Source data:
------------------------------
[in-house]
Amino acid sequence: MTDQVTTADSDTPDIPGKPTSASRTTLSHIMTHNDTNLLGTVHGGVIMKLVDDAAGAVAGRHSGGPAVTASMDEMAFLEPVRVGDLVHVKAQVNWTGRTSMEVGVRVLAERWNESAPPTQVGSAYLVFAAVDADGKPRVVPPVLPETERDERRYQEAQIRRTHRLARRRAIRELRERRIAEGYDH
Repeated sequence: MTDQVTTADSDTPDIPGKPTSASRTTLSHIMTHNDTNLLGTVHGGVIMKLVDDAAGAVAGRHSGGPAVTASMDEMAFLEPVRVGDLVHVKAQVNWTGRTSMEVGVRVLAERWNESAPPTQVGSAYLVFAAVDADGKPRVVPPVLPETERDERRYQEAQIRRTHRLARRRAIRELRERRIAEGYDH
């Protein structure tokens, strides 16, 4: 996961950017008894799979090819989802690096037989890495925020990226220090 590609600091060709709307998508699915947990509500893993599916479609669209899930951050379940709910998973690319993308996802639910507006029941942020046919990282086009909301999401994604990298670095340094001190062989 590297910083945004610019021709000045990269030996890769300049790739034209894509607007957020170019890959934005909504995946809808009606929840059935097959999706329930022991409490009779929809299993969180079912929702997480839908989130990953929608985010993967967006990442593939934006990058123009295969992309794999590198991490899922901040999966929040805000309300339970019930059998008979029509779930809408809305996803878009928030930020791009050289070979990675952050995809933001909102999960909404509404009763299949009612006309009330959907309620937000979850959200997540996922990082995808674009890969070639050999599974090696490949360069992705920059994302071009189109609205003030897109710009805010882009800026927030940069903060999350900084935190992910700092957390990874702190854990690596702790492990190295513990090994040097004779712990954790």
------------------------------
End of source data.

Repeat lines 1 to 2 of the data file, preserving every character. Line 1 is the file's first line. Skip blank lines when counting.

[in-house]
Amino acid sequence: MTDQVTTADSDTPDIPGKPTSASRTTLSHIMTHNDTNLLGTVHGGVIMKLVDDAAGAVAGRHSGGPAVTASMDEMAFLEPVRVGDLVHVKAQVNWTGRTSMEVGVRVLAERWNESAPPTQVGSAYLVFAAVDADGKPRVVPPVLPETERDERRYQEAQIRRTHRLARRRAIRELRERRIAEGYDH